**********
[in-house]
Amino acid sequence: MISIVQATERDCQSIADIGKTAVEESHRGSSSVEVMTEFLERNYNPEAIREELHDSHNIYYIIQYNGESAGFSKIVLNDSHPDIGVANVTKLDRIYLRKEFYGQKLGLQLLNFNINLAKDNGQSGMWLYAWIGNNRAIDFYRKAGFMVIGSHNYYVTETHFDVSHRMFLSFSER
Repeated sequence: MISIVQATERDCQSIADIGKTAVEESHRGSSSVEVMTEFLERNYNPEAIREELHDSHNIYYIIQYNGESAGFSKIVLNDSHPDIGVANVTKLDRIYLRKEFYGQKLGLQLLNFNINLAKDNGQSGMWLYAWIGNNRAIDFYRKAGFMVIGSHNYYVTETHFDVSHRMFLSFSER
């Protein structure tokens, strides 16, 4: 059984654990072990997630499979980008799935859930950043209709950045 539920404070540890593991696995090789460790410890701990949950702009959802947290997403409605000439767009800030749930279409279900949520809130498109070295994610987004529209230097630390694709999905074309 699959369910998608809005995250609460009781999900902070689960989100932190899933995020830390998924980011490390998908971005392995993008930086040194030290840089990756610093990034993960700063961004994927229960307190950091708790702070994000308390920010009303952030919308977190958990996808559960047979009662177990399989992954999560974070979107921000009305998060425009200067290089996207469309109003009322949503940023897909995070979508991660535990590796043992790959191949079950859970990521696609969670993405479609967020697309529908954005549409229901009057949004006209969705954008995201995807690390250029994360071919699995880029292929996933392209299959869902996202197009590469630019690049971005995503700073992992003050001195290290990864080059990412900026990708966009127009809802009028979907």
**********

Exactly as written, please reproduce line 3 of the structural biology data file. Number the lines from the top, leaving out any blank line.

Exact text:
Repeated sequence: MISIVQATERDCQSIADIGKTAVEESHRGSSSVEVMTEFLERNYNPEAIREELHDSHNIYYIIQYNGESAGFSKIVLNDSHPDIGVANVTKLDRIYLRKEFYGQKLGLQLLNFNINLAKDNGQSGMWLYAWIGNNRAIDFYRKAGFMVIGSHNYYVTETHFDVSHRMFLSFSER